See more synonyms for suppress on
verb (used with object)
  1. to put an end to the activities of (a person, body of persons, etc.): to suppress the Communist and certain left-leaning parties.
  2. to do away with by or as by authority; abolish; stop (a practice, custom, etc.).
  3. to keep in or repress (a feeling, smile, groan, etc.).
  4. to withhold from disclosure or publication (truth, evidence, a book, names, etc.).
  5. to stop or arrest (a flow, hemorrhage, cough, etc.).
  6. to vanquish or subdue (a revolt, rebellion, etc.); quell; crush.
  7. Electricity. to reduce or eliminate (an irregular or undesired oscillation or frequency) in a circuit.

Origin of suppress

1375–1425; late Middle English suppressen < Latin suppressus (past participle of supprimere to press down), equivalent to sup- sup- + pressus (see press1)
Related formssup·pressed·ly [suh-prest-lee, -pres-id-] /səˈprɛst li, -ˈprɛs ɪd-/, adverbsup·press·i·ble, adjectivesup·pres·sive, adjectivesup·pres·sive·ly, adverbsup·pres·sor, sup·press·er, nounnon·sup·pressed, adjectivenon·sup·pres·sive, adjectivenon·sup·pres·sive·ly, adverbnon·sup·pres·sive·ness, nounpre·sup·press, verb (used with object)qua·si-sup·pressed, adjectivere·sup·press, verb (used with object)self-sup·press·ing, adjectiveself-sup·pres·sive, adjectiveun·sup·pressed, adjectiveun·sup·press·i·ble, adjectiveun·sup·pres·sive, adjectivewell-sup·pressed, adjective Unabridged Based on the Random House Unabridged Dictionary, © Random House, Inc. 2018

Related Words for suppressive

repressive, stifling, withholding, curbing, quelling, silencing, subduing

Examples from the Web for suppressive

Contemporary Examples of suppressive

Historical Examples of suppressive

British Dictionary definitions for suppressive


  1. tending or acting to suppress; involving suppression
  2. psychiatry tending to prevent the expression of certain of one's desires or to resist the emergence of mental symptoms


verb (tr)
  1. to put an end to; prohibit
  2. to hold in check; restrainI was obliged to suppress a smile
  3. to withhold from circulation or publicationto suppress seditious pamphlets
  4. to stop the activities of; crushto suppress a rebellion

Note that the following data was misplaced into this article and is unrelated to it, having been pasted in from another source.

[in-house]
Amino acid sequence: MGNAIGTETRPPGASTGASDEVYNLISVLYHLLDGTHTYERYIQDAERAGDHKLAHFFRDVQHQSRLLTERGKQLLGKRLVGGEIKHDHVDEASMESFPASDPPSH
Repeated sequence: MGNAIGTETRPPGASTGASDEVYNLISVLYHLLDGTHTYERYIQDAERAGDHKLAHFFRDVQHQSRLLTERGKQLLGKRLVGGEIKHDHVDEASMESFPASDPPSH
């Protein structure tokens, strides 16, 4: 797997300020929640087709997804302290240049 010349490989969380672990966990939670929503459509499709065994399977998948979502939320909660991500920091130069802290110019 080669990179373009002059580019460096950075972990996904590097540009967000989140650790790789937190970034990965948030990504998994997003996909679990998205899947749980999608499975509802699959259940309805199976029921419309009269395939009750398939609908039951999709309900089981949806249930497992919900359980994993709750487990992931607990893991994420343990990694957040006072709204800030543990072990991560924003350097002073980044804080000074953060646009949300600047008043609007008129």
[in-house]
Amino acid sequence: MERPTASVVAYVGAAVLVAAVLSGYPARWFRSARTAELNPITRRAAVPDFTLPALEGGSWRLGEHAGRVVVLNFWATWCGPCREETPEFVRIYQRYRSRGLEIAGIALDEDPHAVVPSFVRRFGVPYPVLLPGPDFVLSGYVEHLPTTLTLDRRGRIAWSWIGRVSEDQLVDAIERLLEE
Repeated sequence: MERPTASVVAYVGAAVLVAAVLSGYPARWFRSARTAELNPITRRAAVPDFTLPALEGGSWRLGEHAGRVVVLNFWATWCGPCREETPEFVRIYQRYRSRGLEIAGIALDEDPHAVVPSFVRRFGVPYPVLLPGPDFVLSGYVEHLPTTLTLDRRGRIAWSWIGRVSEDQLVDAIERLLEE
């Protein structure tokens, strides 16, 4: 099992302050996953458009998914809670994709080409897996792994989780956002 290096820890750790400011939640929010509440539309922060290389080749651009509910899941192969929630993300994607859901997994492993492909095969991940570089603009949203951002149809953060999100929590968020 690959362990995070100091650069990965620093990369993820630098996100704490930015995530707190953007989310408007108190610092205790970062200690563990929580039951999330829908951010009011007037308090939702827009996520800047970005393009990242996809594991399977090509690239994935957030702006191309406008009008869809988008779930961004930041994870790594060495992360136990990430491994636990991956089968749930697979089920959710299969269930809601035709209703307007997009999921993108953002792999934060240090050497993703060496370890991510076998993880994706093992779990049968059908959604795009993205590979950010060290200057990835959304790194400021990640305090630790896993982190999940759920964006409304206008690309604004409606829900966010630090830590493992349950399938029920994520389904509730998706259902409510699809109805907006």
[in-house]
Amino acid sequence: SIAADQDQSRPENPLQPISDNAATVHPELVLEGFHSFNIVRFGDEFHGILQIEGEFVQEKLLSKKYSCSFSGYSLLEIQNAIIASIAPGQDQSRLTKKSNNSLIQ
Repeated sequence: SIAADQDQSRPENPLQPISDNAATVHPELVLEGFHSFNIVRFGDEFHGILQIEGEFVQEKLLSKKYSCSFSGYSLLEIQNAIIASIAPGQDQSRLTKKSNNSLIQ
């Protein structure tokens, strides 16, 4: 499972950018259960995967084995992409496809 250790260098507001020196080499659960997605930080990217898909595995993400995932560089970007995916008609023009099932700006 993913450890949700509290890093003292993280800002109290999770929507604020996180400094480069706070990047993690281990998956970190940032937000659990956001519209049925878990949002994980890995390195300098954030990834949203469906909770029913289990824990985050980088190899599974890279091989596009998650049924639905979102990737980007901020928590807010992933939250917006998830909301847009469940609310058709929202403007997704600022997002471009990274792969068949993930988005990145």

5. electronics
    1. to reduce or eliminate (unwanted oscillations) in a circuit
    2. to eliminate (a particular frequency or group of frequencies) in a signal
  6. psychiatry
    1. to resist consciously (an idea or a desire entering one's mind)
    2. to exercise self-control by preventing the expression of (certain desires)Compare repress (def. 3)
Derived Formssuppresser, nounsuppressible, adjective

Word Origin for suppress

C14: from Latin suppressus held down, from supprimere to restrain, from sub- down + premere to press
Collins English Dictionary - Complete & Unabridged 2012 Digital Edition © William Collins Sons & Co. Ltd. 1979, 1986 © HarperCollins Publishers 1998, 2000, 2003, 2005, 2006, 2007, 2009, 2012

Word Origin and History for suppressive



late 14c., "to put down by force or authority," from Latin suppressus, past participle of supprimere "press down, stop, check, stifle," from sub "down, under" (see sub-) + premere "push against" (see press (v.1)). Sense of "prevent or prohibit the circulation of" is from 1550s. Related: Suppressed; suppressing.

Online Etymology Dictionary, © 2010 Douglas Harper

suppressive in Medicine


  1. To curtail or inhibit the activity of something, such as the immune system.
  2. To deliberately exclude unacceptable desires or thoughts from the mind.
  3. To reduce the incidence or severity of a condition or symptom, such as a hemorrhage.
The American Heritage® Stedman's Medical Dictionary Copyright © 2002, 2001, 1995 by Houghton Mifflin Company. Published by Houghton Mifflin Company.